This isn't risk-free though- as a vampire your abilities are melee to short-ranged only, so you're rarely more than a walk away from someone who can smack you one, and if you get hit hard enough that the only thing standing between you and unconsciousness is a healing power then you're going to spend have to spend a surge and lose your surplus. Since that one healing power is unlikely to recover all the HP you lost to get in so critical of a state and your regeneration tops at 1/2 your maximum HP, you're going to need to top off using an ally's surge rather than deplete your own surge pool and thus set yourself even farther back from the N+1 fullheal. This also makes you extremely vulnerable to effects from enemy attacks or environmental checks that drain healing surges; while you're immune to some effects just by being undead, the fact that you favor Dexterity and Charisma as stats mean that you have no real defense against things that target Fortitude or require Endurance checks. Several of your powers also allow you to lose a surge to boost their effects, meaning that those parts of the power are largely nonviable for a while unless you can go through a fight with no damages and surges to spare. You do gain another use of blood drinker at 7th level (and 11th with the Vampire Noble paragon path), and starting at level 9 you have daily powers that can also generate a surge, so you can start generating two or more surges at later levels to help you make up your deficit and get back to the fullheal faster. But for the first six levels you're essentially living paycheck to paycheck where you're only one or two bad hits or failed Endurance checks away from losing one too many surges and thus being forced to ask your allies if they'll spot you a cup of blood for the next fight (you'll pay it back, promise!).

It's certainly an interesting method of modeling the vampire's hunger when compared to the saving throws of 3e or Pathfinder. At no point are you required to roll, nor is control of your character ever taken from you; all the game does is let you decide how and when to feed after reminding you that you are oddly frail and everything around you is magically delicious. Of course, the flip side to this is that while vampires in the other games fed maybe once a day to a once every couple of weeks, a 4e vampire can chow down a dozen times or more during an adventuring day. Furthermore, neither Blood is Life nor blood drinker restrict you to feeding on the living, with the flavor text for blood drinker handwaves your sustenance as "the life force of other creatures... whether it consists of blood, ichor or the unseen energy of life itself" so feel free to literally taste the rainbow.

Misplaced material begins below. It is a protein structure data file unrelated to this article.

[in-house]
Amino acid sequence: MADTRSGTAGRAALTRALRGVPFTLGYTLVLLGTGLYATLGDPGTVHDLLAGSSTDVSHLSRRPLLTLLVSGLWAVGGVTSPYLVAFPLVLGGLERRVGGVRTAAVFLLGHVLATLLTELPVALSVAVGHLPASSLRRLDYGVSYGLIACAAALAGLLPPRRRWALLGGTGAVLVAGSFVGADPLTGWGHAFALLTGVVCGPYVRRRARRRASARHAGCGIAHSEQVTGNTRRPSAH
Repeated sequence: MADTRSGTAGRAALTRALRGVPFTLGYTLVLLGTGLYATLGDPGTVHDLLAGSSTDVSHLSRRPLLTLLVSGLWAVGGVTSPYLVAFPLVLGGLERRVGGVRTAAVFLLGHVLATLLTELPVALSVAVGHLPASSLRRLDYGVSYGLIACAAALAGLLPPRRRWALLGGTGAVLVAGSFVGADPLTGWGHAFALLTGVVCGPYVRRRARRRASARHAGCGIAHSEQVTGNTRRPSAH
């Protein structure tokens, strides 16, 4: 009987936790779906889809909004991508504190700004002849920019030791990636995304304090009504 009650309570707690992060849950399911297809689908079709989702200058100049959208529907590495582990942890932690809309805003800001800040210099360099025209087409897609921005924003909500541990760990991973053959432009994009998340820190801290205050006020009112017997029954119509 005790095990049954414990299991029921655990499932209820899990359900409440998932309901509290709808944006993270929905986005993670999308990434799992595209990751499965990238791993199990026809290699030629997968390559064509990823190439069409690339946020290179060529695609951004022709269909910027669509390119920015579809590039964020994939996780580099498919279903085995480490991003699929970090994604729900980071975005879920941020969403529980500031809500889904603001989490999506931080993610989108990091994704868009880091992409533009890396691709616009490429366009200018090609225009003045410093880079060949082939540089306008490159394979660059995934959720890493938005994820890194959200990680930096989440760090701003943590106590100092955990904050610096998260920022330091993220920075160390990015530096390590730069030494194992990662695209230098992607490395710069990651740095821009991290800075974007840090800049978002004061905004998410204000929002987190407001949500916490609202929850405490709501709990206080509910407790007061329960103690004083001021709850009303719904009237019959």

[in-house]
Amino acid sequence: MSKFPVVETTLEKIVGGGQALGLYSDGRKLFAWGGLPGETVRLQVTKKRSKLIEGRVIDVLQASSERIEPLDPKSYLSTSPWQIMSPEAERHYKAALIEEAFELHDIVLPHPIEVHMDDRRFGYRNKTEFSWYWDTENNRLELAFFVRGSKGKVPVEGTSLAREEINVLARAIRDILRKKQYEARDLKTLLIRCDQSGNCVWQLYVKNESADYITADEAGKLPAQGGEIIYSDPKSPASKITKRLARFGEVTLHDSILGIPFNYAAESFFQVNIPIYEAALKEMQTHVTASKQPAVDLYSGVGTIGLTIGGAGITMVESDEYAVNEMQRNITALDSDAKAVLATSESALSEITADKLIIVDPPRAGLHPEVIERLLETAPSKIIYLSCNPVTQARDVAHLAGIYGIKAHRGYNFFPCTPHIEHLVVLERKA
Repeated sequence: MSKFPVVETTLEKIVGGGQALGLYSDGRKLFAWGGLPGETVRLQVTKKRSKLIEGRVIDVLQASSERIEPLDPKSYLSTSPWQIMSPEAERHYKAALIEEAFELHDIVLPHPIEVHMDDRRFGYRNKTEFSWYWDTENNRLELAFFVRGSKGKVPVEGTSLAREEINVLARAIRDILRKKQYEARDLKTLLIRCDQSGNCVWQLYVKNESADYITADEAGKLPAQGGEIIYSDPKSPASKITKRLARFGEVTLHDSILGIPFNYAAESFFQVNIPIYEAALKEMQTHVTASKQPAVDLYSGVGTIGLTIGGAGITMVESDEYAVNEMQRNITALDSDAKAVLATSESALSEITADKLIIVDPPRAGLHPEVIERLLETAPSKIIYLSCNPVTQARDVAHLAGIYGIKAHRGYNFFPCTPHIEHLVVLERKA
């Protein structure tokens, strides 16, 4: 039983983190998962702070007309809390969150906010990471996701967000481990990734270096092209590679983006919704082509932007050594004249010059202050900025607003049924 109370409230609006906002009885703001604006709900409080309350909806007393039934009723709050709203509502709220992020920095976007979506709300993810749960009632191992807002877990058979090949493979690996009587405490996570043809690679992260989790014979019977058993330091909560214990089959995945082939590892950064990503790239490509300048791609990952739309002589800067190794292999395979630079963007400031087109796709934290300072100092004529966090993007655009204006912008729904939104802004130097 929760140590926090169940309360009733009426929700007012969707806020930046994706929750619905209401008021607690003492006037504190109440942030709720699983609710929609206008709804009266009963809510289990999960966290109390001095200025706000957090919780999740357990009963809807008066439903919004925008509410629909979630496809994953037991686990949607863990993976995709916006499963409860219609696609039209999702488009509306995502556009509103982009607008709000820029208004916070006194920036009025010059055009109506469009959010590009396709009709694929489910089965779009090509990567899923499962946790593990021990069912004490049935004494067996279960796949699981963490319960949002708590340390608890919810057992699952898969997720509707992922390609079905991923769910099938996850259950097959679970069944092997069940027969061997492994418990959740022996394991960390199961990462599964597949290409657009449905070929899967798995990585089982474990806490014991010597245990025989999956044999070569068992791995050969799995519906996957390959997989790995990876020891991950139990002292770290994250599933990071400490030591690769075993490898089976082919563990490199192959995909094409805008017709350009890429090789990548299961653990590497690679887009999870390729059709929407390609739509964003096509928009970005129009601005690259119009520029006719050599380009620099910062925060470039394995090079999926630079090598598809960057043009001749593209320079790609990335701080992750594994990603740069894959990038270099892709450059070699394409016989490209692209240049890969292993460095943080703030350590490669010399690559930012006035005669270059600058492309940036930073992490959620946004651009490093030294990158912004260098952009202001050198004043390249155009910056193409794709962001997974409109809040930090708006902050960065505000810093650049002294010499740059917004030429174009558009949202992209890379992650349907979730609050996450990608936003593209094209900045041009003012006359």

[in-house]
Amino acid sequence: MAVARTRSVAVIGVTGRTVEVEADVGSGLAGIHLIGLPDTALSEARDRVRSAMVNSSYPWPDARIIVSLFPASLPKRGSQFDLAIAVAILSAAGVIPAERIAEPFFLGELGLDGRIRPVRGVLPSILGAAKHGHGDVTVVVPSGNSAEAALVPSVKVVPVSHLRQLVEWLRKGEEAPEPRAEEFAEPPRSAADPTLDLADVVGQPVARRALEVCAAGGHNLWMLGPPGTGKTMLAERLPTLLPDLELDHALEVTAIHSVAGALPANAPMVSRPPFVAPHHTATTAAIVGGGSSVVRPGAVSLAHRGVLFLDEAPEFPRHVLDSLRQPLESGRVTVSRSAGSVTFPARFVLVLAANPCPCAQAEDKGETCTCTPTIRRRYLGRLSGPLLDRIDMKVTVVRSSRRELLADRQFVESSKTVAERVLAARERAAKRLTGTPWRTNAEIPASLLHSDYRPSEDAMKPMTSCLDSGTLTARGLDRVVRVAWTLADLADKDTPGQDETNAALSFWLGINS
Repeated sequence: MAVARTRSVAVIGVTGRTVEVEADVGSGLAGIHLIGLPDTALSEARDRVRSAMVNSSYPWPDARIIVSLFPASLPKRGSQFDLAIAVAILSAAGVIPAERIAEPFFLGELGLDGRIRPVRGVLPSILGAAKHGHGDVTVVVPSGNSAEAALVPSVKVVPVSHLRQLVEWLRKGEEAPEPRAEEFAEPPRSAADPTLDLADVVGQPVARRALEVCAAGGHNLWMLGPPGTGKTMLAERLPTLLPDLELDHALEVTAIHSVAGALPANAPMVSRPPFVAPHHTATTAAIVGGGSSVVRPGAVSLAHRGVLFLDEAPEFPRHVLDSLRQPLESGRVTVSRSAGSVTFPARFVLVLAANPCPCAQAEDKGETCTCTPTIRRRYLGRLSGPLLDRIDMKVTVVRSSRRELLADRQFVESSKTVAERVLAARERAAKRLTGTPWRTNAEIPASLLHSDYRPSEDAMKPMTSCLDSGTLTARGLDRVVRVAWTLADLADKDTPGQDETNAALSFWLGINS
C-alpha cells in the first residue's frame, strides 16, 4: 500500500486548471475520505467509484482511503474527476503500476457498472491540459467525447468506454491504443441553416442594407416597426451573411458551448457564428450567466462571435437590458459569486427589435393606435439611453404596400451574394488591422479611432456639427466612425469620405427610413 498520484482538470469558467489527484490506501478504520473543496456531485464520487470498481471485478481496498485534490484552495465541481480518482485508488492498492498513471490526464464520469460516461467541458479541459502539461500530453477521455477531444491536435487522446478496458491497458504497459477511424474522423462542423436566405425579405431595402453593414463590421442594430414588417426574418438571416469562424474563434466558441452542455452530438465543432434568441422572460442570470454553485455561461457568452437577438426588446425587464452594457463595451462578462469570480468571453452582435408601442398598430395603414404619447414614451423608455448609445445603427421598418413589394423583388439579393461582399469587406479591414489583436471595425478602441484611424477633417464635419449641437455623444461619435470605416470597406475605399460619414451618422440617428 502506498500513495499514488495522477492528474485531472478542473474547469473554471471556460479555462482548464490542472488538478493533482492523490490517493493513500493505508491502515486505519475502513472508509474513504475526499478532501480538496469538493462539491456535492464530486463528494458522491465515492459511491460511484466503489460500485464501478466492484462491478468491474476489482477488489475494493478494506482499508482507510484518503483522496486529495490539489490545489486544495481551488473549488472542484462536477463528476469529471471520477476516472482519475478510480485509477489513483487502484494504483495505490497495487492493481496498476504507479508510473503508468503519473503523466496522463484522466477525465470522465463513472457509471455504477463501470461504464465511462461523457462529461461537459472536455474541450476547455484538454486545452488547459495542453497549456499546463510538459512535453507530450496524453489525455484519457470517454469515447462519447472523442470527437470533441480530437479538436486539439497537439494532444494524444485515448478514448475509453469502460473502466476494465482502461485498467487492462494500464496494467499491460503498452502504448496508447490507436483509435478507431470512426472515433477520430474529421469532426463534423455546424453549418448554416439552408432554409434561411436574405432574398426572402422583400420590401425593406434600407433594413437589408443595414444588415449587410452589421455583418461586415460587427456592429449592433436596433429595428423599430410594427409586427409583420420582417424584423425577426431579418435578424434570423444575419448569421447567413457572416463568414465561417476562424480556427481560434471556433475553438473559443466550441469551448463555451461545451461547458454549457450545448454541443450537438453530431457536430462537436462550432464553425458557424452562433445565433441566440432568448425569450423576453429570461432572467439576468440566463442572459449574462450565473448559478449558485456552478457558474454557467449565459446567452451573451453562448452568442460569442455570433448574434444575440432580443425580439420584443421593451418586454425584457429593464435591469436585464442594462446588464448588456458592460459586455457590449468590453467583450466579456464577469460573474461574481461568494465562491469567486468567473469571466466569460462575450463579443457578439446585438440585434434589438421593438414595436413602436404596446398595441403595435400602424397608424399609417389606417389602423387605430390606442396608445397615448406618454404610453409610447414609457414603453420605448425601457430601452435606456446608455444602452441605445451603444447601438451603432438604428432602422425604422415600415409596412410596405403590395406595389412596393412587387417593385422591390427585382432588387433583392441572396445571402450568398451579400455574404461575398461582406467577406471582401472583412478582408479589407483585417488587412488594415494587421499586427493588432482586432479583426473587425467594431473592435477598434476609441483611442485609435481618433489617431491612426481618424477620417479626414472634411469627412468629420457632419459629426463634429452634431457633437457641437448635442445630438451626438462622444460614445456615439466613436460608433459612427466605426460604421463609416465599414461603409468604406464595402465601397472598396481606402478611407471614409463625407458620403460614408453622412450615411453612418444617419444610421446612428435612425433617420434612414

The book takes a similarly player-friendly approach to one of the other classic vampire problems- how to deal with the giant glowing ball of death in the sky. In previous editions vampires exposed to the sun are destroyed entirely in a round or two, but in 4e you take 5 damage per round where you end your turn in direct sunlight. The damage is radiant damage (a damage source used by many effects involving holy magic or powerful light, which leads to jokes about radiant clerics being "laser clerics" and radiant holy weapons being lightsabers), and as a vampire you have Radiant Vulnerability 5, meaning you take 5 extra damage from any source of radiant damage, so it's 10 damage per turn total (which is about as much damage as NPC vampires take in the sunlight), radiant damage also shuts down your regeneration for a round, and if you're reduced to 0 HP or lower by sun damage you're destroyed instantly instead of going into the normal negative HP/bleeding out stage. So a 1st level vampire with 20-some HP will last about three rounds in the sun (about a round or two longer than they would in an earlier edition), but you also gain 5 HP as you level so a higher level vampire might have a minute or two to find shelter. It's not just damage- a vampire PC who ends a turn in direct sunlight is also weakened (save ends), which means that they're afflicted with a condition that causes them to deal half damage until they save against it.

In 4e, a "save ends" effect is a replacement for various long-duration effects, where you roll a 1d20 at the end of your turn and try to get a 10 or higher after applying any bonuses or penalties to successfully end the effect. Theoretically this means that it's much harder for either players or monsters to be locked out of a fight by a negative effect, especially when many characters (especially leaders) have recovery options that make or grant others saving throws outside of the end of their turns and thus potentially allow them to get out of an effect before it can do too much damage. This is especially nice due to the fact that it's a d20 roll against a target of 10, so it's easier to make than it would be when compared to a 3e or PF ability that allows you to try to save against the effect again (which won't help you much if your save could only succeed on a natural 20 anyway).

Between the damage and weakening effect a 4e vampire won't instantly die in the sunlight, but it's not something you want to put up with any longer than necessary. Rather than make your entire party plan their adventurers around the vampire's operating hours and preferred environment, the game only applies the sunlight effects "if you end your turn in direct sunlight and lack a protective covering such as a cloak or other heavy clothing". While the designers suggest that maybe you might draw looks if you're heavily wrapped, it effectively means sunlight is only going to be a problem if the DM or players decide it needs to be one.